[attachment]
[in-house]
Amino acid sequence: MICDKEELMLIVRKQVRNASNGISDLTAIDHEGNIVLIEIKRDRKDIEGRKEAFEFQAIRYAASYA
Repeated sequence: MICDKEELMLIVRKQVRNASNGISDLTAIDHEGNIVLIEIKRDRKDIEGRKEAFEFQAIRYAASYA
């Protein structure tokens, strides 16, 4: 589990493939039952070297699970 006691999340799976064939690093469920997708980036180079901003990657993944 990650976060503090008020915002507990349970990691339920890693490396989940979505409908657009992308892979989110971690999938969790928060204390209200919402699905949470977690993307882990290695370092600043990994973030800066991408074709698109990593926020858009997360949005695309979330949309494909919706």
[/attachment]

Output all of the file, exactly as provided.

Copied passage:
[in-house]
Amino acid sequence: MICDKEELMLIVRKQVRNASNGISDLTAIDHEGNIVLIEIKRDRKDIEGRKEAFEFQAIRYAASYA
Repeated sequence: MICDKEELMLIVRKQVRNASNGISDLTAIDHEGNIVLIEIKRDRKDIEGRKEAFEFQAIRYAASYA
């Protein structure tokens, strides 16, 4: 589990493939039952070297699970 006691999340799976064939690093469920997708980036180079901003990657993944 990650976060503090008020915002507990349970990691339920890693490396989940979505409908657009992308892979989110971690999938969790928060204390209200919402699905949470977690993307882990290695370092600043990994973030800066991408074709698109990593926020858009997360949005695309979330949309494909919706």